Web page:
What does a distortion effect pedal do? | The Basics


Distortion effect pedals push your amp into boosted territory and color your tone, the character of which depends on what pedal you use and what kind of transistor it has.

If a clean boost serves to boost your tone without coloring it and an overdrive takes the boost a step further by simulating your amp’s natural breakup, distortion is the next step beyond that. Distortion effects push your signal into overdriven amp breakup territory, but also modulate and distort your tone as well.

The character of distortion that you get depends on which distortion stompbox you’re plugging into. Most use diodes and transistors to push your signal into clipping territory, and the kind of transistor used—silicon, FET, germanium—has a substantial effect on how the distortion you’re using is going to sound.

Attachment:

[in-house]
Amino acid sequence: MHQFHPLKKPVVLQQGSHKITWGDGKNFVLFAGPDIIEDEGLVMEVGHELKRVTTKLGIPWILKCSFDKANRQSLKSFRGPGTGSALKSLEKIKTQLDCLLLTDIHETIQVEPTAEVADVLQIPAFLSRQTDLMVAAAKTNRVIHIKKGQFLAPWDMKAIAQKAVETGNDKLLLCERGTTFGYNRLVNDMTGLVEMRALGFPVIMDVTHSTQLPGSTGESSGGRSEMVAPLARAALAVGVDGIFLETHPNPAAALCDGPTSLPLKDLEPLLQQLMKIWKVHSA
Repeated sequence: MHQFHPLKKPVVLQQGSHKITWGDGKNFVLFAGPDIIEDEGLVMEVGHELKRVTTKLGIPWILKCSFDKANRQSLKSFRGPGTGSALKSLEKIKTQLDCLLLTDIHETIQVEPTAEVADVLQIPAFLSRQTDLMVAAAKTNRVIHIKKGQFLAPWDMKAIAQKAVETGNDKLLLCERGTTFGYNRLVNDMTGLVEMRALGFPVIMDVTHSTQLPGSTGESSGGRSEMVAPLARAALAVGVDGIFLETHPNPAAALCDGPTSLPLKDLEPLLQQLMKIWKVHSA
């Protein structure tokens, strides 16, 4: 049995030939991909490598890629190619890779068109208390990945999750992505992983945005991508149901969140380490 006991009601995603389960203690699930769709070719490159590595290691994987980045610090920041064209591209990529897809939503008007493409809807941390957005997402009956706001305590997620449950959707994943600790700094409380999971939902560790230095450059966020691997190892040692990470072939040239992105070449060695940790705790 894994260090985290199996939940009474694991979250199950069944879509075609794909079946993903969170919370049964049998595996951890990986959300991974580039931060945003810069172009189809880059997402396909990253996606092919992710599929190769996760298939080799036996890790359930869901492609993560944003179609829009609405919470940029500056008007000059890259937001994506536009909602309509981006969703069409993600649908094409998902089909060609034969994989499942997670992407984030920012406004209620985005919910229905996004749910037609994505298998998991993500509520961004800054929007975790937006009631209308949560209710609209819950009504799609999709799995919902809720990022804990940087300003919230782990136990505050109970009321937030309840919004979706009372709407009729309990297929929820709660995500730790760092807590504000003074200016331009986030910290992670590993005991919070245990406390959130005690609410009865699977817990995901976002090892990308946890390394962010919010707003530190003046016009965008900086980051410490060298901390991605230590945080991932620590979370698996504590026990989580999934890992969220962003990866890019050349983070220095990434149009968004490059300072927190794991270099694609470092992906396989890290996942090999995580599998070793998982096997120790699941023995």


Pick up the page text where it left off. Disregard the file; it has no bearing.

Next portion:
What generally separates distortion from its further exaggerated brethren—fuzz—are dynamics and clarity. Fuzz effects push your signal well past the clipping point into territory that makes it harder to hear separated notes. But as with all effects, it mostly comes down to which specific stompbox you’re using.

Back to Effects Pedals: What Do They Do?
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